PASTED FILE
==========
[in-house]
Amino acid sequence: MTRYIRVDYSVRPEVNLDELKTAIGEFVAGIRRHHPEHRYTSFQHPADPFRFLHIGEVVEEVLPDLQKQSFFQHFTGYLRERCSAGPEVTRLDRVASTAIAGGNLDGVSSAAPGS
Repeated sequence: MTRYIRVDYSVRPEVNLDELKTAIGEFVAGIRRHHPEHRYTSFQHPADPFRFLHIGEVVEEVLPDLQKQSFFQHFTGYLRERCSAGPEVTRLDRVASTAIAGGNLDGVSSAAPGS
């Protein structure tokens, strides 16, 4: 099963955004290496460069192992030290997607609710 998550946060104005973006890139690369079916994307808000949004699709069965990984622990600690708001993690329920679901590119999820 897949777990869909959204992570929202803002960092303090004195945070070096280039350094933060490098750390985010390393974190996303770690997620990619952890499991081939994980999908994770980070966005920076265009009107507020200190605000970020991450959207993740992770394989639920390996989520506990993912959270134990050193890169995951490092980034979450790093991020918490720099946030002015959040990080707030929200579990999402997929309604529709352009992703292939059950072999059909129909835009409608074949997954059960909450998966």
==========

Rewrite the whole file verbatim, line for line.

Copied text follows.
[in-house]
Amino acid sequence: MTRYIRVDYSVRPEVNLDELKTAIGEFVAGIRRHHPEHRYTSFQHPADPFRFLHIGEVVEEVLPDLQKQSFFQHFTGYLRERCSAGPEVTRLDRVASTAIAGGNLDGVSSAAPGS
Repeated sequence: MTRYIRVDYSVRPEVNLDELKTAIGEFVAGIRRHHPEHRYTSFQHPADPFRFLHIGEVVEEVLPDLQKQSFFQHFTGYLRERCSAGPEVTRLDRVASTAIAGGNLDGVSSAAPGS
């Protein structure tokens, strides 16, 4: 099963955004290496460069192992030290997607609710 998550946060104005973006890139690369079916994307808000949004699709069965990984622990600690708001993690329920679901590119999820 897949777990869909959204992570929202803002960092303090004195945070070096280039350094933060490098750390985010390393974190996303770690997620990619952890499991081939994980999908994770980070966005920076265009009107507020200190605000970020991450959207993740992770394989639920390996989520506990993912959270134990050193890169995951490092980034979450790093991020918490720099946030002015959040990080707030929200579990999402997929309604529709352009992703292939059950072999059909129909835009409608074949997954059960909450998966």